[An app] could cost you $1,000, but that doesn't mean anyone will pay a penny for it. Or it cost $500 and you are able to charge $1,000. Understanding the value you create shapes the price you can charge.
If someone knows your tool made them $700 last month and they paid $19, then they’ll keep it. People need to know the value of what you’re doing.
Everyone buys because it brings them value. A shirt may cost $5 or it may cost $100. It may cost the same to make it. But if the $100 shirt increases your social status and makes you feel better than the $5 Walmart shirt, that's perceived value, and it's still value.”
Editor’s Note #1: I don’t have an editor.
Editor’s Note #2: I agree with Myers. The best way to charge more and keep customers is to prove your value. But as smart entrepreneurs know, value-based pricing doesn’t determine your price-point.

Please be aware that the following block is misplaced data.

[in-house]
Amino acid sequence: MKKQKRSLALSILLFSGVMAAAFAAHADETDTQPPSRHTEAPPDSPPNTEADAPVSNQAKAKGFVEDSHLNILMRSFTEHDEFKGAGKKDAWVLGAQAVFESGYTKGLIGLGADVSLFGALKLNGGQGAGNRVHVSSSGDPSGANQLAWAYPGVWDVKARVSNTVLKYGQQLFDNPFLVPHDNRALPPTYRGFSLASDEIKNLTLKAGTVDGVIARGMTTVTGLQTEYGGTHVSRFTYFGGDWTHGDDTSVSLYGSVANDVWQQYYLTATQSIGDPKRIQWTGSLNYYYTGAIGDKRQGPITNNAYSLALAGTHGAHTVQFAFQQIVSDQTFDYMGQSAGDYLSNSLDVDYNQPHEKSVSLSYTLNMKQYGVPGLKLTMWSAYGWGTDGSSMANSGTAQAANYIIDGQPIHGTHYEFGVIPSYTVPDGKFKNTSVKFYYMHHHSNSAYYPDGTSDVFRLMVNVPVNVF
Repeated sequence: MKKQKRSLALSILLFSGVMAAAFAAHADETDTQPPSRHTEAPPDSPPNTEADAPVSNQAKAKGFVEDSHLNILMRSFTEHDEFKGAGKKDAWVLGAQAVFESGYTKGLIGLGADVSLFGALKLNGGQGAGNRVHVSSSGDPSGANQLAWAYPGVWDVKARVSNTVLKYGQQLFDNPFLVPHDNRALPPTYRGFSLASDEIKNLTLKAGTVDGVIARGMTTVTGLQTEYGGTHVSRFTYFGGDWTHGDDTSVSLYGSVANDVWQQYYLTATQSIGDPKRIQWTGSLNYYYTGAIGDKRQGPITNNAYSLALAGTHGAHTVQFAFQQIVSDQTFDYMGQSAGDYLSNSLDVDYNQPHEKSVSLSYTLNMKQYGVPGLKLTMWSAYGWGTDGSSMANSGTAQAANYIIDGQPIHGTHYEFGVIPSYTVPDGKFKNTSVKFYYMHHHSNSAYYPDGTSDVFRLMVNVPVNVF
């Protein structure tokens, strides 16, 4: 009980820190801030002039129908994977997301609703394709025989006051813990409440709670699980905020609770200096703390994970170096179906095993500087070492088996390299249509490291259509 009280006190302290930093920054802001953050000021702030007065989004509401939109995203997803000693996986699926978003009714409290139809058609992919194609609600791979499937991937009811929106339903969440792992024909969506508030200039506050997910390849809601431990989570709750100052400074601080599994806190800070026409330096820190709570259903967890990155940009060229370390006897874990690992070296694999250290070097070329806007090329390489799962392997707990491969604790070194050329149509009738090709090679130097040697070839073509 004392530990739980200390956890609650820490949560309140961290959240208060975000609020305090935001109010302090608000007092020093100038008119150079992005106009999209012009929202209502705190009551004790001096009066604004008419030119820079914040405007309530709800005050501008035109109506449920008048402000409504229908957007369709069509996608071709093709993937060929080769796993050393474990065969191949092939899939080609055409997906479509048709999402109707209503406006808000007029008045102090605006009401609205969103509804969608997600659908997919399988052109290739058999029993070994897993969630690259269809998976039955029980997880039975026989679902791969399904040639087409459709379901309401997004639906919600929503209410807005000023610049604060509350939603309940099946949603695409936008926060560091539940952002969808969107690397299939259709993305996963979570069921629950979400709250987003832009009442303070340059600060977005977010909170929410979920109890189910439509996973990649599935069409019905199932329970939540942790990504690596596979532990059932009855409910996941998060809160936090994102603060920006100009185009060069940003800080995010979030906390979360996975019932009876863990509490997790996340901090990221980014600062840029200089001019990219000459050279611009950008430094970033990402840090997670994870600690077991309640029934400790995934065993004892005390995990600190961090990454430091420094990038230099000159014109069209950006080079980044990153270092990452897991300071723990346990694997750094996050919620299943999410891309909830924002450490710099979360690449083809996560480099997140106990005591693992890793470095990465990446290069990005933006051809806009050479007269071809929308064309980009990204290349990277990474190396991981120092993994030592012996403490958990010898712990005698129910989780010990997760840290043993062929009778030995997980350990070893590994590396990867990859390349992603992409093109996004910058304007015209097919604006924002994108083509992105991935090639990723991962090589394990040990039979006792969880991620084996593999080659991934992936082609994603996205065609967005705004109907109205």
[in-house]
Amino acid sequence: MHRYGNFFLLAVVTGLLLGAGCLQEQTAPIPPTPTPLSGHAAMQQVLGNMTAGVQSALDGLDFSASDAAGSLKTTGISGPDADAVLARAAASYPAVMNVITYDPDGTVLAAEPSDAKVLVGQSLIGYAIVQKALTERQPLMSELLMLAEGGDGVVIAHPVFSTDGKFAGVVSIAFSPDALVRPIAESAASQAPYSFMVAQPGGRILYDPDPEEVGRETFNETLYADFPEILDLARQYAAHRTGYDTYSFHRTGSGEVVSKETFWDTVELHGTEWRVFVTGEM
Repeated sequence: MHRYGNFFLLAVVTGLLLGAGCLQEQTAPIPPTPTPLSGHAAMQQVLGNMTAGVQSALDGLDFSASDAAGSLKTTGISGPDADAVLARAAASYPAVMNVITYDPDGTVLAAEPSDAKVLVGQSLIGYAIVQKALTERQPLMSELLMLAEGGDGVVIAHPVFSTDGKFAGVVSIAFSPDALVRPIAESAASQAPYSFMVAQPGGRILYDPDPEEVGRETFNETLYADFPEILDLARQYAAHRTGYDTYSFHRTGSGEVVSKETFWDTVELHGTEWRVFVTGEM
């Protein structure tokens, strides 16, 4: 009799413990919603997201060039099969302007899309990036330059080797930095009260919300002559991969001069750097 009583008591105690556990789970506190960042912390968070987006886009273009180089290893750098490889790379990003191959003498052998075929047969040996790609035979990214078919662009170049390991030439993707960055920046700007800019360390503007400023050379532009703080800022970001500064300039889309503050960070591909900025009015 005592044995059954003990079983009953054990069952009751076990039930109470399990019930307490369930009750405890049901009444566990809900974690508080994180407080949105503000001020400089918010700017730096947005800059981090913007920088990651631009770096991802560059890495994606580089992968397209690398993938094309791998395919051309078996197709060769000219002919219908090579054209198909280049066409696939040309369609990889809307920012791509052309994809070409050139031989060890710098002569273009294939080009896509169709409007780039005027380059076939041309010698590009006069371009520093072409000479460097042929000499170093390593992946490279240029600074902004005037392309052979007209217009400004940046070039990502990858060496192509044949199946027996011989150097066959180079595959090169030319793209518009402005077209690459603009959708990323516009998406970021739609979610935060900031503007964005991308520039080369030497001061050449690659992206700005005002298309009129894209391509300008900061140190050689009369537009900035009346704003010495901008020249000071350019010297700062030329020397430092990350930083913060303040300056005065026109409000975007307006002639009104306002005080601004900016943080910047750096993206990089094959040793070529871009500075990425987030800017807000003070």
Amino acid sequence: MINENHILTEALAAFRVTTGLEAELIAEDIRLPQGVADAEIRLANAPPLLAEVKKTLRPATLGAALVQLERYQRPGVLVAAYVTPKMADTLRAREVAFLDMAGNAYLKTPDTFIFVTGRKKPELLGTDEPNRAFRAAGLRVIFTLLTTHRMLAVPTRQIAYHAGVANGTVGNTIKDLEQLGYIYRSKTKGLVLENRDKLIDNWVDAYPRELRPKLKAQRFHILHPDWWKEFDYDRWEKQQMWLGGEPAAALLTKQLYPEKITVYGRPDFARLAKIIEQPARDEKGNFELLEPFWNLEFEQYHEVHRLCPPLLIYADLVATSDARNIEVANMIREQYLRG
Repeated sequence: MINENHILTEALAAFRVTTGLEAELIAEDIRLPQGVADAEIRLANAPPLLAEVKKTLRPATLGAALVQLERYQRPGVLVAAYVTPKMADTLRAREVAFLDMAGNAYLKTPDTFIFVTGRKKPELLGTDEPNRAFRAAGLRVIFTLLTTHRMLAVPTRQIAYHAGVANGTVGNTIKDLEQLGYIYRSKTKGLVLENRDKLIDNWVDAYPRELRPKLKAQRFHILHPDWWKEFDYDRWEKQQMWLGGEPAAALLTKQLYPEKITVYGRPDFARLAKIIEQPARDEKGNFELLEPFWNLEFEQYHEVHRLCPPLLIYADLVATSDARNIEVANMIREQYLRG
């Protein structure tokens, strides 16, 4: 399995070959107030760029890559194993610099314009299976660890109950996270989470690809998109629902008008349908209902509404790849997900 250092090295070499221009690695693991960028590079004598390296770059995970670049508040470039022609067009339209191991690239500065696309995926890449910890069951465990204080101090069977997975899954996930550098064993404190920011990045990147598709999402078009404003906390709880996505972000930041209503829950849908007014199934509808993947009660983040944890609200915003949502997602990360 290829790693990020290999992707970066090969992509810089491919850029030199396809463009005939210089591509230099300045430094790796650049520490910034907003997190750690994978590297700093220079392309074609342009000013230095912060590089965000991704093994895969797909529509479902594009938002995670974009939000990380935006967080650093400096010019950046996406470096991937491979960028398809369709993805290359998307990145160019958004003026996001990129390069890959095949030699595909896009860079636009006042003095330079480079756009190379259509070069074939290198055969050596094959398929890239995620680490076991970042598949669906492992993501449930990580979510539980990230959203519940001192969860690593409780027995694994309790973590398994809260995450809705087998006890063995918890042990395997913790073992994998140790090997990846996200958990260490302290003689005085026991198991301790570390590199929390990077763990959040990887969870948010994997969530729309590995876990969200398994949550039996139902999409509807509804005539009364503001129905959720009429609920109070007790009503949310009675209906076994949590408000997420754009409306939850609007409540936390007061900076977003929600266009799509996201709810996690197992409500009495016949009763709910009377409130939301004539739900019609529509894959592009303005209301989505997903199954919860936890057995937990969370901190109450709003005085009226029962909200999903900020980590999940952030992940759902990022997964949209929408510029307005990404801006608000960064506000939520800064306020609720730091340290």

During customer validation interviews, you can find out a customer’s willingness to pay with a price sensitivity analysis. Once you have your price range, you can map your pricing strategy. If you are launching your first product, you should price it for market penetration.
Pricing your product is one thing. Shipping your product and getting customers to pay for it is another beast altogether.
Success isn’t without its setbacks.
Myers and his team published their first app and uploaded it to Shopify. Within 24 hours, they got their first customer and their first negative review.
It turned out they forgot to upload one of the app’s instruction pages. This left the merchant with no clue how to use the app. This was a lesson that made a major impact on Myers.
Here’s what Myers learned in hindsight: